wedding and my tour of westminster abbey in a bit. there are new developments on the crisis in japan, matt. >> there are. officials criticized for downplaying the severity of the crisis have raised the rating of the situation to a 5 on the scale of 1 to 7. that means they expected wider consequences beyond the local area surrounding that troubled plant. for the first time they are admitting they may have been slow to react to the situation and are now asking the united states for help. meredith? >> yeah, matt. there is a bit of news on the royal wedding tied to the situation in japan. just this morning japan's crown prince notified the royal family that he will not be attending the wedding as he deals with the disaster in his own country. meanwhile, as we mentioned on thursday prince william is on a trip to new zealand and today gave a moving speech to the victims of the earthquake there. coming up, what he had to say and we'll talk to someone who's spent time with the prince in recent years and knows him well. >>> then our private tour of the site of the wedding, westminster abbey, by dr.
>>> this morning on "early today," radiation scare. disturbing news out of japan about one of its damaged nuclear plants. >>> asleep at the wheel, what's happened to an air traffic controller who nodded off on the job as planes landed? >>> and disorder in the court, a woman flips out during a hearing >>> and disorder in the court, a woman flips out during a hearing in nevada. captions paid for by nbc-universal television >>> hello and good morning. i'm lynn berry. today we begin with breaking news. there has been a troubling development at the crippled fukushima plant in japan where nuclear officials say a reactor core at one unit may have breached. although authorities implied today that the damage is limited, it raises the possibility of more severe containment to the environment. meanwhile, japanese officials say tests performed on tokyo's tap water now show acceptable levels of radioactive iodine for infants. however, some parents aren't taking any chances and supplies of bottled water are running low. and two weeks after japan's earthquake and tsunami, the official death toll
in japan with the nuclear plant the kron 4 news at 7:00 a.m. starts now. >> this is the kron 4 morning news. >> mark: thank you for watching kron 4 morning news. a look at san francisco the calm before the storm. >> darya: think you for joining us. >> mark: at check gone bay area weather as the next storm comes in. james fletcher tracking the mall. >> james: we will do storm trucker for we have conditions that are okay, there are showers falling now, over concord and what great. it looks like a mere 242 this portion of 680 headed towards the benicia bridge not much more than like rain. it is dissipating quickly, in the south bay we see a cell through downtown, this is still awfully light. you might get more washing up from the car of review than the sky. tonight much more impressive. by 3:00 p.m. light rain, by your evening drive more widespread. moderate showers popping up by 7:00 p.m. the showers and identify it and see more areas of yellow growing here. your overnight hours is when this will get going and giving us more heavy cells of living around the bay. this will continue until wedne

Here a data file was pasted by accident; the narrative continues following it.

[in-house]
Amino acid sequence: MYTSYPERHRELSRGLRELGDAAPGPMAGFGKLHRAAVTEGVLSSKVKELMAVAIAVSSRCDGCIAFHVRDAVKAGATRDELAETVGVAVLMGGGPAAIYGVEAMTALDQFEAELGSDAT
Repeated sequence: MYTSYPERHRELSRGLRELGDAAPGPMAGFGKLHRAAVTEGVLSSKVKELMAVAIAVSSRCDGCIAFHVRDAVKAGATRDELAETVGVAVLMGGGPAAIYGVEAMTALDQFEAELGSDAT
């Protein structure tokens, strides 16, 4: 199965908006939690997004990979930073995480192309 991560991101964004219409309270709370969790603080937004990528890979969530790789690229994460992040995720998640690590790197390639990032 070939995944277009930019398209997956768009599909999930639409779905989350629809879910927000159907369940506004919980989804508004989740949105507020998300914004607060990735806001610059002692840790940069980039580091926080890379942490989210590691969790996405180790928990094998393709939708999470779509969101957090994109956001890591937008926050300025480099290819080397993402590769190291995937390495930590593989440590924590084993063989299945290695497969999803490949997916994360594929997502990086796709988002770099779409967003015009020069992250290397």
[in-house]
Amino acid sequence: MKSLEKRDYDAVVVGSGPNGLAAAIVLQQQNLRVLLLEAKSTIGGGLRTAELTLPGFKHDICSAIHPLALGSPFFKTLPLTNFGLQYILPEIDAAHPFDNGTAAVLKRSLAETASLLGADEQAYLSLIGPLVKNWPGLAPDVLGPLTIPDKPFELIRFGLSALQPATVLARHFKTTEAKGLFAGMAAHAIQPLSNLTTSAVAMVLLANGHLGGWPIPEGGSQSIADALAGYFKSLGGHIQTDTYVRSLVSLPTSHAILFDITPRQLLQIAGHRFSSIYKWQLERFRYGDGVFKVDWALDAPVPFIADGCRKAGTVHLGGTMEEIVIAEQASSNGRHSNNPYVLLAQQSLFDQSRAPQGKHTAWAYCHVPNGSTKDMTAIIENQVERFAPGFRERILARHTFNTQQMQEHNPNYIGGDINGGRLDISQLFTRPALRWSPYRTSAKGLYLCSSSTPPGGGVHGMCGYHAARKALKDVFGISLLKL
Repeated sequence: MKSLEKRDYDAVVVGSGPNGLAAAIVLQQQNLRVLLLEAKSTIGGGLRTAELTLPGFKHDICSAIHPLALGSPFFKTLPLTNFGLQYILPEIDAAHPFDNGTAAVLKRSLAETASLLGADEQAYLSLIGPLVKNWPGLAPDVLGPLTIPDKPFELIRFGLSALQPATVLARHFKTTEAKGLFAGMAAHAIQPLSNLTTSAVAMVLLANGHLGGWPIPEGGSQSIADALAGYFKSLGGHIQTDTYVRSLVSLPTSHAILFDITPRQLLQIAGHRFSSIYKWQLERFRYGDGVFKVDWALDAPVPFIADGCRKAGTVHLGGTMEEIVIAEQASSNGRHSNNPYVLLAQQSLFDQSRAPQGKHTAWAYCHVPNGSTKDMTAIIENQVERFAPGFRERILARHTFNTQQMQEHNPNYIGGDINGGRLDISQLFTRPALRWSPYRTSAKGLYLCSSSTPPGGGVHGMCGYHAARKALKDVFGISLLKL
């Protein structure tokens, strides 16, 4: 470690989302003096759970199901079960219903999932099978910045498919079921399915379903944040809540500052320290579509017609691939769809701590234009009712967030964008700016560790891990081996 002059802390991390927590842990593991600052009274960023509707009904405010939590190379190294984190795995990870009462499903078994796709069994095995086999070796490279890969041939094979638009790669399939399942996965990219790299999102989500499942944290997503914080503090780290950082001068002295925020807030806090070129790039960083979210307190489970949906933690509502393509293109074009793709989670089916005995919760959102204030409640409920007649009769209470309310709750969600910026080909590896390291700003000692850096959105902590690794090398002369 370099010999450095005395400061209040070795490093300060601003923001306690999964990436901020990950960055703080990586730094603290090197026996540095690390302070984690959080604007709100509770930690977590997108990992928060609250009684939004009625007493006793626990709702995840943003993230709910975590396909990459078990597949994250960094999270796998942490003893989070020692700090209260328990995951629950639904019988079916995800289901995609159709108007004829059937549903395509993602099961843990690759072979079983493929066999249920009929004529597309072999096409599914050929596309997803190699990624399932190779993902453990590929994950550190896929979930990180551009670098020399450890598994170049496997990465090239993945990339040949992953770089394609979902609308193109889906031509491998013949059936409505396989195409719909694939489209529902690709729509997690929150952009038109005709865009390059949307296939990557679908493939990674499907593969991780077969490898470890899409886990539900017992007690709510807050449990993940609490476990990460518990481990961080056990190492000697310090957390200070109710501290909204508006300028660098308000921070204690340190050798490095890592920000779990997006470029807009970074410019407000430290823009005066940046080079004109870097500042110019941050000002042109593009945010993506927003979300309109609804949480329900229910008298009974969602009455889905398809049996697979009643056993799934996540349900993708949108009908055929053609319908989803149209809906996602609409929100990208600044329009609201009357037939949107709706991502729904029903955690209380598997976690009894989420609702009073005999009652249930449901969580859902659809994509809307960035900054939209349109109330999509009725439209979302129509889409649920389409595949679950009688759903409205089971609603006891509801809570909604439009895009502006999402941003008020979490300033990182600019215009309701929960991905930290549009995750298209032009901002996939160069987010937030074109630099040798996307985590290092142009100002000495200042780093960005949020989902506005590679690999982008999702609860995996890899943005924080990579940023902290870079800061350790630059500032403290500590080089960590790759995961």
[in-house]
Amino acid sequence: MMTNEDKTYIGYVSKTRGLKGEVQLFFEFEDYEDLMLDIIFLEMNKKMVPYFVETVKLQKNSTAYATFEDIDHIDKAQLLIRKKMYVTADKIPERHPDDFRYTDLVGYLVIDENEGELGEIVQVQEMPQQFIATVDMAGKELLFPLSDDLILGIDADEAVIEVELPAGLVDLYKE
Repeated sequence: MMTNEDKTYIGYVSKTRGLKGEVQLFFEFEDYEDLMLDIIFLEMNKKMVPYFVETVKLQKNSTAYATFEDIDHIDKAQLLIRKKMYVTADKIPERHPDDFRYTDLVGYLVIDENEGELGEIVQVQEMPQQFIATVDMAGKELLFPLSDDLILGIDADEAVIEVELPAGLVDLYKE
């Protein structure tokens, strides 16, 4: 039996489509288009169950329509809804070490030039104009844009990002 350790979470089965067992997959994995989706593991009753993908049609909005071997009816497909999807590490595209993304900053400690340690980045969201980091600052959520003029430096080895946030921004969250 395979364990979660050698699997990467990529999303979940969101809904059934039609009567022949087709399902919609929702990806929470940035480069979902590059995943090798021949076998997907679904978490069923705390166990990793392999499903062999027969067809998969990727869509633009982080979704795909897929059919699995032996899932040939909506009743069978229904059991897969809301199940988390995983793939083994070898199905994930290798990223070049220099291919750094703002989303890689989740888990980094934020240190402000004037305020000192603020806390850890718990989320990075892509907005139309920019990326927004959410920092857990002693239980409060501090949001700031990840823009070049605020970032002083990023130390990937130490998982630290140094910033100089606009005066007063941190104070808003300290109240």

questions about who is really responsible. i'm david wright in osaka, japan. >>> and now to an environmental scare closer to home. over the weekend a mile's long patch of sludge showed up in the gulf of mexico and washed up on the shores of louisiana's jefferson parish. the coast guard collected samples and officials say it does not appear to be from the bp oil spill. they say it is probably sediment washed into the gulf from the mississippi river. >>> the suspect in a grizzly murder at a yoga shop will be in court today. brittany norwood has been charged with first-degree murder. police say she killed her coworker and created an elaborate rouse to hide the crime. >> reporter: police say it was a fair of shoes that tipped them off. the crime scene had two sets of bloody footprints but one looked like it was faked. when police found norwood bound and gagged, they say the position she was tied up in was suspicious, with her hands tied above her head, she may have tied herself up. >> as we began analyzing the forensic evidence and looked at the medical reports, it was not supporting what the --